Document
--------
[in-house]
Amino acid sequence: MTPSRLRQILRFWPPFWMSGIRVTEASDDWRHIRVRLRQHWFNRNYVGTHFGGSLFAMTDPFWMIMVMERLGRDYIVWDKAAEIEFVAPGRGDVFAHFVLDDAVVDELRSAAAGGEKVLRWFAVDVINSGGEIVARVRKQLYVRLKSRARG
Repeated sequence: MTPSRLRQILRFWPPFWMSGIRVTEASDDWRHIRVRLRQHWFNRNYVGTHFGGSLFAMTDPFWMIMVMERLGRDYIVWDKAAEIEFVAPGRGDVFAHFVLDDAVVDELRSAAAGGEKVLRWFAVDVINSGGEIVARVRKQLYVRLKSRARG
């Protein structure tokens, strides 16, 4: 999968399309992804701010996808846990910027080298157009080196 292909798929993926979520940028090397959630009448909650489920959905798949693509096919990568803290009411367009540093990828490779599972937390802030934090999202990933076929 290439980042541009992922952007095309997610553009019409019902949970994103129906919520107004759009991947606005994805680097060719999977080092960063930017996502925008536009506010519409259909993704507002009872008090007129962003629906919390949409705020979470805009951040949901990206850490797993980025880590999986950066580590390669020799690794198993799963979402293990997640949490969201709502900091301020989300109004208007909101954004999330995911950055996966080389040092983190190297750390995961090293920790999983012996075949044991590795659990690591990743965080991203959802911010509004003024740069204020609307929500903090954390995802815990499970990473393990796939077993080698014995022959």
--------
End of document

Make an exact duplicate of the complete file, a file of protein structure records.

[in-house]
Amino acid sequence: MTPSRLRQILRFWPPFWMSGIRVTEASDDWRHIRVRLRQHWFNRNYVGTHFGGSLFAMTDPFWMIMVMERLGRDYIVWDKAAEIEFVAPGRGDVFAHFVLDDAVVDELRSAAAGGEKVLRWFAVDVINSGGEIVARVRKQLYVRLKSRARG
Repeated sequence: MTPSRLRQILRFWPPFWMSGIRVTEASDDWRHIRVRLRQHWFNRNYVGTHFGGSLFAMTDPFWMIMVMERLGRDYIVWDKAAEIEFVAPGRGDVFAHFVLDDAVVDELRSAAAGGEKVLRWFAVDVINSGGEIVARVRKQLYVRLKSRARG
């Protein structure tokens, strides 16, 4: 999968399309992804701010996808846990910027080298157009080196 292909798929993926979520940028090397959630009448909650489920959905798949693509096919990568803290009411367009540093990828490779599972937390802030934090999202990933076929 290439980042541009992922952007095309997610553009019409019902949970994103129906919520107004759009991947606005994805680097060719999977080092960063930017996502925008536009506010519409259909993704507002009872008090007129962003629906919390949409705020979470805009951040949901990206850490797993980025880590999986950066580590390669020799690794198993799963979402293990997640949490969201709502900091301020989300109004208007909101954004999330995911950055996966080389040092983190190297750390995961090293920790999983012996075949044991590795659990690591990743965080991203959802911010509004003024740069204020609307929500903090954390995802815990499970990473393990796939077993080698014995022959």